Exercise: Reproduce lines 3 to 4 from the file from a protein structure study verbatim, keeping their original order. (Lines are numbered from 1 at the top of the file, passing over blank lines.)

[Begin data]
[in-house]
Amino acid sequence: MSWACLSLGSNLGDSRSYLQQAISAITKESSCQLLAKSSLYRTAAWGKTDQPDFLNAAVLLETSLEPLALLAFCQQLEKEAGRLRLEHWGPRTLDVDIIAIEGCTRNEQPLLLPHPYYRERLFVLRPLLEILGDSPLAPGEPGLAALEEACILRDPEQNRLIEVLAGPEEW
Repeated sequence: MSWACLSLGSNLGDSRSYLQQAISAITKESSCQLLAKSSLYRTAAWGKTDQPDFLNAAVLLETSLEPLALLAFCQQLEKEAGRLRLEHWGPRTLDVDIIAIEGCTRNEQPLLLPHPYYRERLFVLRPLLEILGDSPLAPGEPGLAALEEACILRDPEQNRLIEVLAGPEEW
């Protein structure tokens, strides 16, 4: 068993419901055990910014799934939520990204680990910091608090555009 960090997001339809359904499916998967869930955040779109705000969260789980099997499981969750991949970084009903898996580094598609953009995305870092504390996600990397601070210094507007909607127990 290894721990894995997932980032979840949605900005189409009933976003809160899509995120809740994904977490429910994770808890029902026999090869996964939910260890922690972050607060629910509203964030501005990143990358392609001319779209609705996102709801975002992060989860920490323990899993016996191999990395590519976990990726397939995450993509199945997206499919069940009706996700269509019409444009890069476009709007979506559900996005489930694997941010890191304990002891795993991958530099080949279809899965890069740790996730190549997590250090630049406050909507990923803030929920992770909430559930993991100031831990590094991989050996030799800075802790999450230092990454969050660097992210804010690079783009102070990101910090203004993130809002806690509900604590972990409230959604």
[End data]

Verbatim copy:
Repeated sequence: MSWACLSLGSNLGDSRSYLQQAISAITKESSCQLLAKSSLYRTAAWGKTDQPDFLNAAVLLETSLEPLALLAFCQQLEKEAGRLRLEHWGPRTLDVDIIAIEGCTRNEQPLLLPHPYYRERLFVLRPLLEILGDSPLAPGEPGLAALEEACILRDPEQNRLIEVLAGPEEW
């Protein structure tokens, strides 16, 4: 068993419901055990910014799934939520990204680990910091608090555009 960090997001339809359904499916998967869930955040779109705000969260789980099997499981969750991949970084009903898996580094598609953009995305870092504390996600990397601070210094507007909607127990 290894721990894995997932980032979840949605900005189409009933976003809160899509995120809740994904977490429910994770808890029902026999090869996964939910260890922690972050607060629910509203964030501005990143990358392609001319779209609705996102709801975002992060989860920490323990899993016996191999990395590519976990990726397939995450993509199945997206499919069940009706996700269509019409444009890069476009709007979506559900996005489930694997941010890191304990002891795993991958530099080949279809899965890069740790996730190549997590250090630049406050909507990923803030929920992770909430559930993991100031831990590094991989050996030799800075802790999450230092990454969050660097992210804010690079783009102070990101910090203004993130809002806690509900604590972990409230959604």